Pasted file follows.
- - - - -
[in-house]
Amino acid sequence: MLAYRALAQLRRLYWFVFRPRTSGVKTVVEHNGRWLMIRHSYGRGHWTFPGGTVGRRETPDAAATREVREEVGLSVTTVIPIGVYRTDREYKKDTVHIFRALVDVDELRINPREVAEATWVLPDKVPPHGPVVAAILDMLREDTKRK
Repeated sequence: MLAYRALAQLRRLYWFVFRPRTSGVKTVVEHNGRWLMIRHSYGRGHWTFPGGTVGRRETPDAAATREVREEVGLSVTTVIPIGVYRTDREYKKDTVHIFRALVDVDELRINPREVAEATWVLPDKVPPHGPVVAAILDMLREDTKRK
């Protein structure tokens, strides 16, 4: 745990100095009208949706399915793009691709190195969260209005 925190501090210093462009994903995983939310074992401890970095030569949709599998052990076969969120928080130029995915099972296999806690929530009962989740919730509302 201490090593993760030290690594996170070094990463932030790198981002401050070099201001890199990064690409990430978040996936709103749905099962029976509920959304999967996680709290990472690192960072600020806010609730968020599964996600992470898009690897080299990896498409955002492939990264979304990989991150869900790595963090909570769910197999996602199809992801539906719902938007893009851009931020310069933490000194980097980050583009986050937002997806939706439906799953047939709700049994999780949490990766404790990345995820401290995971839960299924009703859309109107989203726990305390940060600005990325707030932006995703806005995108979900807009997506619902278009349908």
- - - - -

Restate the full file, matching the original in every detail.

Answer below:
[in-house]
Amino acid sequence: MLAYRALAQLRRLYWFVFRPRTSGVKTVVEHNGRWLMIRHSYGRGHWTFPGGTVGRRETPDAAATREVREEVGLSVTTVIPIGVYRTDREYKKDTVHIFRALVDVDELRINPREVAEATWVLPDKVPPHGPVVAAILDMLREDTKRK
Repeated sequence: MLAYRALAQLRRLYWFVFRPRTSGVKTVVEHNGRWLMIRHSYGRGHWTFPGGTVGRRETPDAAATREVREEVGLSVTTVIPIGVYRTDREYKKDTVHIFRALVDVDELRINPREVAEATWVLPDKVPPHGPVVAAILDMLREDTKRK
């Protein structure tokens, strides 16, 4: 745990100095009208949706399915793009691709190195969260209005 925190501090210093462009994903995983939310074992401890970095030569949709599998052990076969969120928080130029995915099972296999806690929530009962989740919730509302 201490090593993760030290690594996170070094990463932030790198981002401050070099201001890199990064690409990430978040996936709103749905099962029976509920959304999967996680709290990472690192960072600020806010609730968020599964996600992470898009690897080299990896498409955002492939990264979304990989991150869900790595963090909570769910197999996602199809992801539906719902938007893009851009931020310069933490000194980097980050583009986050937002997806939706439906799953047939709700049994999780949490990766404790990345995820401290995971839960299924009703859309109107989203726990305390940060600005990325707030932006995703806005995108979900807009997506619902278009349908």